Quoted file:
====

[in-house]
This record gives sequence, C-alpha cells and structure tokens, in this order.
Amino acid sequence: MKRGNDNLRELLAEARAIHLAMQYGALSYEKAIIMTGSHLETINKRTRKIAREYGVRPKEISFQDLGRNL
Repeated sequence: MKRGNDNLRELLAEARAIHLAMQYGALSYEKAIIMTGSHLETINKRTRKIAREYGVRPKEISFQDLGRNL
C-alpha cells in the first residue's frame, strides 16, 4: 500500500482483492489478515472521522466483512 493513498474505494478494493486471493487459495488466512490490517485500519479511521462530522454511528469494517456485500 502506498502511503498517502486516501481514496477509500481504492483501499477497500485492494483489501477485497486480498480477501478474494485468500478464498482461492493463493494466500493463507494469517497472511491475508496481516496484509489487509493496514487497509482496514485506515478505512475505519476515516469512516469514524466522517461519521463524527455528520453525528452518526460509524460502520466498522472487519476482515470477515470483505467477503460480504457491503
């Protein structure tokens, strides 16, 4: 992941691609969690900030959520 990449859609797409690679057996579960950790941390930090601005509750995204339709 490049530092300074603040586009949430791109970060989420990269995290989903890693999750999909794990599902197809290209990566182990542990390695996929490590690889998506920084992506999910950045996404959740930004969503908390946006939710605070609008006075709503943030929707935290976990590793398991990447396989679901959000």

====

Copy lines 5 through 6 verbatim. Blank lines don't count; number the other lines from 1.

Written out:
C-alpha cells in the first residue's frame, strides 16, 4: 500500500482483492489478515472521522466483512 493513498474505494478494493486471493487459495488466512490490517485500519479511521462530522454511528469494517456485500 502506498502511503498517502486516501481514496477509500481504492483501499477497500485492494483489501477485497486480498480477501478474494485468500478464498482461492493463493494466500493463507494469517497472511491475508496481516496484509489487509493496514487497509482496514485506515478505512475505519476515516469512516469514524466522517461519521463524527455528520453525528452518526460509524460502520466498522472487519476482515470477515470483505467477503460480504457491503
């Protein structure tokens, strides 16, 4: 992941691609969690900030959520 990449859609797409690679057996579960950790941390930090601005509750995204339709 490049530092300074603040586009949430791109970060989420990269995290989903890693999750999909794990599902197809290209990566182990542990390695996929490590690889998506920084992506999910950045996404959740930004969503908390946006939710605070609008006075709503943030929707935290976990590793398991990447396989679901959000």